Awwwwww. Just…awwwwwww. What a sweet little fairytale of a movie this is, in spite of Shashi’s somewhat unbelievable simpleton act. It’s made by the same team who made Jab Jab Phool Khile: the same (almost) exact cast, director and music director. It shares some plot elements too: rich educated girl meets simple illiterate boy; they fall in love, then separate and finally are reunited against all odds.
But I liked Raja Saab better, mostly because it’s relatively free of the obnoxious misogynism of JJPK, and has some very hilarious sight gags. The Shashi-Rajendranath combo is quite funny too. Or maybe I was in a better mood when I watched it. Who knows?
Anyway, Raju (Shashi Kapoor) is an (adult) orphan and a bit of a simpleton, who gets booted from the orphanage when he unwittingly insults a visiting Princess (Nanda) by forgetting that he’s NOT her prince in shining armor.
Raju is a Walter Mitty character, who gets lost in his daydreams of being rich and royal, which leads him into trouble and out of work (not to mention the orphanage, now). But can someone enlighten me about Raju’s little hair curlicue cowlick thing? Is it symbolic of something, or was the hairstylist just having some fun?
I also fail to understand Nanda’s bright blue contact lenses, even though a lame attempt to explain them is made later on. But I digress. Raju finds a new job as a masseur, and is called to a real Prince’s palatial home.
Fab! This Prince, Pratap Singh (Rajendranath) is not a very happy fellow, and Raju’s inept massage techniques don’t endear him at first (although the actors look like they are having trouble not breaking into laughter).
But Raju’s antics soon have Pratap Singh laughing for the first time in his life. He tells Raju that he will fulfill any desire that Raju has, and Raju asks him to make him a King.
And me! Just then the uncle (Kamal Kapoor) of Pratap Singh’s intended fiancee, Princess Poonam, calls to ask Pratap Singh to meet her in Kashmir (where she is on vacation) so that they can finalize their engagement and marriage. They have never met, but have traded insults through the mail.
I want that telephone. When Poonam’s uncle insists upon them meeting, Pratap Singh hits upon the brilliant idea to have Raju pose as him while he assumes the guise of “Raja Saab’s” secretary.
He gives Raju a makeover (thank goodness!) and refines some of his habits, and off they go to beautiful, beautiful Kashmir.
Pratap Singh’s plan is for Raja Saab to insult Poonam, partly in revenge for a snippy letter she has sent him, and also so that their engagement is broken. To that end, he provides a dialogue for him, in anticipation of Poonam’s apology for her insulting letter, and makes him practice it over and over.
Poonam, naturally, is none other than the same Princess Raju had annoyed at the orphanage. She is accompanied by her secretary Malti, played by a favorite actress of mine, Shammi (and no, not because of the name!).
Also present is Prince Kunwar (Pratap Singh calls him “that cartoon Prince”), who is after Poonam for her money, and who had been with her on the orphanage visit. They both think that Raju looks vaguely familiar, but Pratap Singh explains it away.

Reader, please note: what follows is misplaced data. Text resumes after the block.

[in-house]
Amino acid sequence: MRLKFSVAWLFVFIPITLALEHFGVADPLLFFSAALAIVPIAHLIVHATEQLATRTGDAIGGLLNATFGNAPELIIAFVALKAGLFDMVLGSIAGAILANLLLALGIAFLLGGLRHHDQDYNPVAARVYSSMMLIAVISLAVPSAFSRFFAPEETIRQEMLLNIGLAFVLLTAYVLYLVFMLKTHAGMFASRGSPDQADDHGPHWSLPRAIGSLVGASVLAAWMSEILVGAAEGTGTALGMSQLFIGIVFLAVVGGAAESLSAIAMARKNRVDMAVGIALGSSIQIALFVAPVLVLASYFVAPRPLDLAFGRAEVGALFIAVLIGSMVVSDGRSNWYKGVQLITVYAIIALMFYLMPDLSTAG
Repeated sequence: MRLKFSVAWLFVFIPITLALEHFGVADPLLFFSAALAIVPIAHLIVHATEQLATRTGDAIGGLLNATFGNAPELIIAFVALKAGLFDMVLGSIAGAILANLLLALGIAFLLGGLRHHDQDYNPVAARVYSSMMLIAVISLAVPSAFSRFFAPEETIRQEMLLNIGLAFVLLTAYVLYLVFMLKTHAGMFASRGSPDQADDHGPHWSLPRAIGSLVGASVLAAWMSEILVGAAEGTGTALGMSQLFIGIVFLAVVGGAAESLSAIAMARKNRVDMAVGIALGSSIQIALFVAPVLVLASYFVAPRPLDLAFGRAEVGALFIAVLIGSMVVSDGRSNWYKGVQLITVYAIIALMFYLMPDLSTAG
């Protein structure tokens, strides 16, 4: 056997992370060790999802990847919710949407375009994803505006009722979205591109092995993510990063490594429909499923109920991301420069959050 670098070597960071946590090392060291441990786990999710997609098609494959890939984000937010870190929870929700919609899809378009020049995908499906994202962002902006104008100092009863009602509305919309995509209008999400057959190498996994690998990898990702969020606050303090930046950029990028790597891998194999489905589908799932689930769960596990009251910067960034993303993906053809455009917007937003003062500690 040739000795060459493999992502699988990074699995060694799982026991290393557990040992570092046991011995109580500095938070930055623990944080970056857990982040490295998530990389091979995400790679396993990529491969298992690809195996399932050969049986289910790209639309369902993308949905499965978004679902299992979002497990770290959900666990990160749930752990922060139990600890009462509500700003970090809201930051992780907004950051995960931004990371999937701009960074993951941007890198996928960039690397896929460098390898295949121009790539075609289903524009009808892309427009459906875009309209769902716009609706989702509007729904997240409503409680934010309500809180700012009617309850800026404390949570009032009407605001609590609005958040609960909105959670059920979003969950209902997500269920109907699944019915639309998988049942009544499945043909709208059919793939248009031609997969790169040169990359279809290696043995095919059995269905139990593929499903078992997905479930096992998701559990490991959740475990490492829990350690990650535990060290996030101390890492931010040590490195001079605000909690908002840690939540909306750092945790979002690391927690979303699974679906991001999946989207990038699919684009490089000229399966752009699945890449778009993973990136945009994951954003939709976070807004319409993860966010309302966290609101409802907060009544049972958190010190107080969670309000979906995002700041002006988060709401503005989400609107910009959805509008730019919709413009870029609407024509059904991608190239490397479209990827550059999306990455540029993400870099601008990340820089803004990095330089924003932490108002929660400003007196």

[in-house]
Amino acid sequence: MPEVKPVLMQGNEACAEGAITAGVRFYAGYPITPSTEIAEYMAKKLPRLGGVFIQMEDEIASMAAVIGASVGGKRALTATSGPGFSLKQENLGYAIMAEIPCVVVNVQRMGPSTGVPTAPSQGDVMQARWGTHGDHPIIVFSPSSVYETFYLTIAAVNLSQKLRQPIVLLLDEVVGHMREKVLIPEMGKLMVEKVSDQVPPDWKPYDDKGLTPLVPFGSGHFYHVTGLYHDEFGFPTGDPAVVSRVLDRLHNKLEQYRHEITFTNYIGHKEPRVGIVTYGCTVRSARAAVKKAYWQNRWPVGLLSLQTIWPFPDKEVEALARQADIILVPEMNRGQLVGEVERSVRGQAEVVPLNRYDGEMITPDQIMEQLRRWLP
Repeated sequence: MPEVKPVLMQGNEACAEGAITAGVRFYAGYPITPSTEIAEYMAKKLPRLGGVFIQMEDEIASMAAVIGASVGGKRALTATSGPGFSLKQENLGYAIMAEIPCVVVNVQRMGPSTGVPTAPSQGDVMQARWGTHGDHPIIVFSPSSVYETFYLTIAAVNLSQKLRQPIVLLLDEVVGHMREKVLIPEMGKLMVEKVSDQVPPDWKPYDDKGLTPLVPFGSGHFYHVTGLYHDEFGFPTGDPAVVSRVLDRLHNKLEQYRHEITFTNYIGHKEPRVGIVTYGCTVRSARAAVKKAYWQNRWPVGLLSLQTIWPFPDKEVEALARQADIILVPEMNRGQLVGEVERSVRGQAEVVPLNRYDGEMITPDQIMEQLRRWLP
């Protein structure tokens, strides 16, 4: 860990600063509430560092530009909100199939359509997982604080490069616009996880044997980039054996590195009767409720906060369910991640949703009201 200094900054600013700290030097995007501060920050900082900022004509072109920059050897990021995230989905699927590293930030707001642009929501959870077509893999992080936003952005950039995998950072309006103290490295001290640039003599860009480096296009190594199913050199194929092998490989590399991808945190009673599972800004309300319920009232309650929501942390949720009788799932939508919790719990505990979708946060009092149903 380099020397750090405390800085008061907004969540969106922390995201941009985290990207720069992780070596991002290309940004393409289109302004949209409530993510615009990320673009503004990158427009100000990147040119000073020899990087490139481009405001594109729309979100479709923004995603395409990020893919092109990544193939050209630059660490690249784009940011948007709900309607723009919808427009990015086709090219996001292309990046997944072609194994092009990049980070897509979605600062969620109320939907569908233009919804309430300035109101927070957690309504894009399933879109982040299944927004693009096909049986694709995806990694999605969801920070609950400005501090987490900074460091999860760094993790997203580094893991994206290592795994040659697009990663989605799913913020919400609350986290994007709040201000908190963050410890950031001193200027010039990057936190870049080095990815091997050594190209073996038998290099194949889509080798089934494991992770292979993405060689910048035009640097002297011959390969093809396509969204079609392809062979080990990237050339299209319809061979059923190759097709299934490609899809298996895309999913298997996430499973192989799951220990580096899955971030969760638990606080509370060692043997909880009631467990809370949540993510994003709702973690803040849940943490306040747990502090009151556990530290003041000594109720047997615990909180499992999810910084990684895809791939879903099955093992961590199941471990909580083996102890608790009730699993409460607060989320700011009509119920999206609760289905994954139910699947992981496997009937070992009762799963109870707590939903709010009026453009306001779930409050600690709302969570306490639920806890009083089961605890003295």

For his part, Raju is smitten with the lovely Princess. This makes his task of insulting her very difficult. He does try, by breaking into the letter dialogue randomly and at every opportunity, but it doesn’t really have any effect except to make Raju look a little crazy. Luckily for Pratap Singh, the rival Prince arranges for Raju to get drunk at dinner that evening, and poor inebriated Raju mistakes Poonam’s room (and her night clothes) for his own.
The commotion brings Kunwar and others to her rescue, and then Raju’s clothes are discovered in her bedroom, leading to much embarrassment for Poonam. Pratap Singh is jubilant.
Pratap Singh also spots the woman of his dreams at this point and we veer off into the comic side plot. His love is played by Kumari Naaz, and she’s gorgeous.
Having discovered love himself, Pratap Singh is sympathetic when he finds out that Raju is in love with Poonam, and heartbroken at her continuing wrath (even in the face of a song he sings to her out on the lake, “Kal Raat Waali”). He helps Raju by getting rid of Kunwar (an elaborate costume drama which is pretty funny), and love blossoms after a few more mishaps.
But Poonam’s uncle is about to arrive, and he has met the real Pratap Singh. Raju realizes this, and asks Poonam what she would do if he were poor. She replies that love by itself is not enough.
Of course, to her his question seems rhetorical, but Raju is heartbroken. He leaves that night, and Pratap Singh explains everything to her when her uncle arrives the next day.
Appalled at her blunder, Poonam takes Malti and goes to the city to search for Raju. Raju, meanwhile, is a changed man. He no longer daydreams, and has a job. He has grown up, and gained some self-respect. Poonam quickly realizes that he won’t take her back unless he thinks she is poor herself, so she convinces him that she, too, was masquerading as royalty. They reunite happily to a snappy tune, “Tu Jungle Ki Morni.”
But as my mom always said, two wrongs don’t make a right, and her lie is going to catch up with them too. What will happen when it does? What will her uncle do? Can she really give up all her wealth?
Watch Raja Saab to find out, and for some good laughs and catchy songs by Kalyanji Anandji too.
Also see Bollyviewer’s review of this film—which convinced me I had to see it, too!